Visit Scotland, why? This is why!

Not that anyone needs an excuse to visit Scotland this or any other year! But just in case you felt you did, this particular year Visit Scotland brings together a large part of what is great about Scotland, it’s history, it’s heritage and archaeology #HHA2017

I have ever since my first visit back in 2003 been fascinated with the ancient history and magnificent heritage that can be found throughout Scotland, from the Scottish Borders and Dumfries and Galloway, right up to the Northern isles (some of which I am still to visit) and of course the magical Outer and Inner Hebridean Isles.

Anyone who wants to visit Scotland are likely to wish to see the grand Edinburgh Castle. This is undoubtedly one of the most amazing sights in Scotland, as it sits proudly on an old instinct volcanic rock and watches over Edinburgh and the Lothian’s. Scotland do however have a lot more to offer and deserves to be explored!

Below I have included a handful of the locations and attractions which I have visited and believe deserves a mention, some famous and others less so. I appreciate there are of course thousands more sights, castles, museums, gardens and hidden gems which I suggest you also check out. For details why not also check out Visitscotland.com/about/themed-years and Digit2017

Historic Scotland and National Trust for Scotland

How many of these sites, castles and locations have you visited?

Edinburgh Castle, the crown jewel of Edinburgh’s history and skyline. With hundreds of years of history and it’s iconic setting, this is a must if visiting Edinburgh.

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Edinburgh Castle from Princes Street Gardens

The National Museum of Scotland. Within it lies a magnificent collection of artifacts from around Scotland. Including this 3,000 year old bone structure displayed in the grand gallery. Within the museum you will find something for the whole family to do, interactive experiences, children’s designated play room. Also, why not explore the diversity of the natural world and the world cultures, all under one roof (but throughout many galleries).

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The Grand Gallery at The National Museum of Scotland

Sir Walter Scott’s, Abbotsford House in Melrose. Its astonishing the collection Sir Walter Scott had of historic artifacts and armoury, you should see for yourself! There is also an extra treat if you’re looking for a weekend with friends, as you can hire the Hope Scott Wing of the house exclusively.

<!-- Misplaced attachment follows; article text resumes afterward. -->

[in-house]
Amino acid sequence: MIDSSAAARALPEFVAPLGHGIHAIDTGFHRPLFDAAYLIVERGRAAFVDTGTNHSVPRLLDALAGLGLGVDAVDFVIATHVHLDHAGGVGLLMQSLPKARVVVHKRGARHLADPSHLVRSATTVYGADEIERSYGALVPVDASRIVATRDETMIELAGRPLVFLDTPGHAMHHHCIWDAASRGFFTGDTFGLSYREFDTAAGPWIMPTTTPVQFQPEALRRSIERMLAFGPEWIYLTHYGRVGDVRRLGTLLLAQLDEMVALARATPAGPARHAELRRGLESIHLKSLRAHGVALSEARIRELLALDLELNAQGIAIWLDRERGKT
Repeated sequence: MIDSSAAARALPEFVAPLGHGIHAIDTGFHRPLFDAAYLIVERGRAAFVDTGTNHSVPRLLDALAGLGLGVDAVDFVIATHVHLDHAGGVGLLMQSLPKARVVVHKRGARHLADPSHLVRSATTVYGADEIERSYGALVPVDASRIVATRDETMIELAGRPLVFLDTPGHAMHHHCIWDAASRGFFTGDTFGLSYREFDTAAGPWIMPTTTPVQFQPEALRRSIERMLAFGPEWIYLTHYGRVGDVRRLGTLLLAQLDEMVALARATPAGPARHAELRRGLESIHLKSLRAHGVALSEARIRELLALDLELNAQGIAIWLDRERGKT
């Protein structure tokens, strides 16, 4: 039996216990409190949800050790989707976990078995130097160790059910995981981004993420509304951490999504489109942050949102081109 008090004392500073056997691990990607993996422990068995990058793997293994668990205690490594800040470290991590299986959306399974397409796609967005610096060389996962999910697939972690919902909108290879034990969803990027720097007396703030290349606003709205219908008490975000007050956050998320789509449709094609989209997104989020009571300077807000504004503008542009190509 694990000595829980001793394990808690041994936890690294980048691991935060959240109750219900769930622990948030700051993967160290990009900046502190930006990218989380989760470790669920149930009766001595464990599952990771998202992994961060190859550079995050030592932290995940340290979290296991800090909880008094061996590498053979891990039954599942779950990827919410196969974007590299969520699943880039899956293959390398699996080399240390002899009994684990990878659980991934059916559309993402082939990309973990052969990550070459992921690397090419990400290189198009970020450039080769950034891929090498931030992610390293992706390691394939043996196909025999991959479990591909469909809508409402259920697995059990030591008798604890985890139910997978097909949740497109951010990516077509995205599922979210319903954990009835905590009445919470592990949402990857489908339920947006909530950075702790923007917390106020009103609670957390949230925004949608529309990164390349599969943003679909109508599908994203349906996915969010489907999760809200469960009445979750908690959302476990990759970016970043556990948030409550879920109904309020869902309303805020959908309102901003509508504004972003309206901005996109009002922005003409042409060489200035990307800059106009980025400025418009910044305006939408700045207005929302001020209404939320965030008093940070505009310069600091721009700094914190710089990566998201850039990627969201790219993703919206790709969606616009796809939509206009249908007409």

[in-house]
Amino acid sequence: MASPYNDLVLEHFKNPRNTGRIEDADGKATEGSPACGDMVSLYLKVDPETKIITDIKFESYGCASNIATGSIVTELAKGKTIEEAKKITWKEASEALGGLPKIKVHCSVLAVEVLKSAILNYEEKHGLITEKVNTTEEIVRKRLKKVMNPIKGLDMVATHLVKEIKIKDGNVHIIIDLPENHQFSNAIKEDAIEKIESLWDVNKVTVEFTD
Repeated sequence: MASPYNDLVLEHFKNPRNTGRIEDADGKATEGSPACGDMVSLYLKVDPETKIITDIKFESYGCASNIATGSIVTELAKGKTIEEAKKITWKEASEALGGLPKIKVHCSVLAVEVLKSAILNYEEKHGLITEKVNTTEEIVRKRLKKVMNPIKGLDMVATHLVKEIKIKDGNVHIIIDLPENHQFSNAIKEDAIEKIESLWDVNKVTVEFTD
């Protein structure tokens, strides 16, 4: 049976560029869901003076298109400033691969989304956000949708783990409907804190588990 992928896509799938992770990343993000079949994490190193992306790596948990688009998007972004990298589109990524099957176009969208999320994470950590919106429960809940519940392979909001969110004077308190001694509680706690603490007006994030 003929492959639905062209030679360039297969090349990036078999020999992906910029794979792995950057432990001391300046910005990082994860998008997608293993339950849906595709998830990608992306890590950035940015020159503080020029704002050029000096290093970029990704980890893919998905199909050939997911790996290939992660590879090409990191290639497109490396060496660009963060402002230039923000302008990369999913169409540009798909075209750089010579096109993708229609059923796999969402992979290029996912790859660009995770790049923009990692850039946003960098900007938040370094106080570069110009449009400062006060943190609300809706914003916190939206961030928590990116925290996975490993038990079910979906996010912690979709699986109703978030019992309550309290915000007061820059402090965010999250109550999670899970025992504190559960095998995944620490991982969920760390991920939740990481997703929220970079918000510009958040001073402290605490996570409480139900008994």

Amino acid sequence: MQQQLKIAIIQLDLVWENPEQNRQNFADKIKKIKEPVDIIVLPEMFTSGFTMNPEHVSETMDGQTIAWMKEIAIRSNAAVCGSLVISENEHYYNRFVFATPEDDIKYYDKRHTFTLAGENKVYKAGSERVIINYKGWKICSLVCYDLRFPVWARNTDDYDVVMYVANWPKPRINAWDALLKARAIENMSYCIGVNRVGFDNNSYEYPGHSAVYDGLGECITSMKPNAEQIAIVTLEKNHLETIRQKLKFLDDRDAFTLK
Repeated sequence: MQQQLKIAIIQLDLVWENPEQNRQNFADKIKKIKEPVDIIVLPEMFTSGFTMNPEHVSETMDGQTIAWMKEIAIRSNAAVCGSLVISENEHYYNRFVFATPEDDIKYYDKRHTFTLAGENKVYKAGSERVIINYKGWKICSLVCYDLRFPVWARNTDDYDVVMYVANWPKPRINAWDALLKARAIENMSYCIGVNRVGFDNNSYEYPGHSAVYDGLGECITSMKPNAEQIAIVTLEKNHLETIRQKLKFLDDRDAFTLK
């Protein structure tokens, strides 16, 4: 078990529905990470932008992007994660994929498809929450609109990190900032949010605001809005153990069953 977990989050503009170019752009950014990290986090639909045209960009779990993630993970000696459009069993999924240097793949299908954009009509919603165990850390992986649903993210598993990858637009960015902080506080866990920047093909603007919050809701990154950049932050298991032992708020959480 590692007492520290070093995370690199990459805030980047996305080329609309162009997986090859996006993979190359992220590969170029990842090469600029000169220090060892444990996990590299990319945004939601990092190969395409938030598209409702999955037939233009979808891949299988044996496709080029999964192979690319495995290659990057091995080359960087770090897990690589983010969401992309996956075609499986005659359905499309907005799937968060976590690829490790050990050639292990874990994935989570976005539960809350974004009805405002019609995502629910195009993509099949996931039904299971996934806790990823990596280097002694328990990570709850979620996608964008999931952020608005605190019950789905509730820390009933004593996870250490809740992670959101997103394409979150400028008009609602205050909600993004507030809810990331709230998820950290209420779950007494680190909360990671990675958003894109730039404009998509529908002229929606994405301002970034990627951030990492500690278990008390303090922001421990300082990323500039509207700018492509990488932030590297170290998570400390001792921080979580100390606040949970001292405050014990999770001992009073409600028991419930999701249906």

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Abbotsford House as seen from the beautiful walled garden

Melrose Abbey, this ruin sits in the quiet village in the Scottish Borders and well worth a visit when touring lowlands of Scotland.

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The ruins of Melrose Abbey

Scott’s View, Scottish Borders. Sir Walter’s favourite view, I wonder why! A treat to the eye at any time off the year.

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The Scottish Borders as seen from Scott’s View

Callendar House, Falkirk. I hidden gem on route to the Scottish Highlands and you may recognise the inside from a recent popular series filmed in Scotland!

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Callendar House as seen from Callendar Park

Riverside Museum (the transport museum), Glasgow. Where you walk in and constantly go, do you remember those, oh do you remember what they were like! With it’s new location next to the River Clyde, it’s easily reached from the centre of Glasgow and home to some of the most fascinating collection of automobiles, scooters, prams, cars and you will find a themed street, with little shops and workshops, but there is so much to see and do. This really is an ideal visit for the whole family (they also have a nice restaurant onsite!). Make sure you allow enough time to get around.

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The unusual roof architecture of the Riverside Museum

Glen Coe, one of the most famous landscapes around Scotland. Amongst these great Glens, a great deal of Scotland’s highlands wars took place and shaped the future of our country as it is today.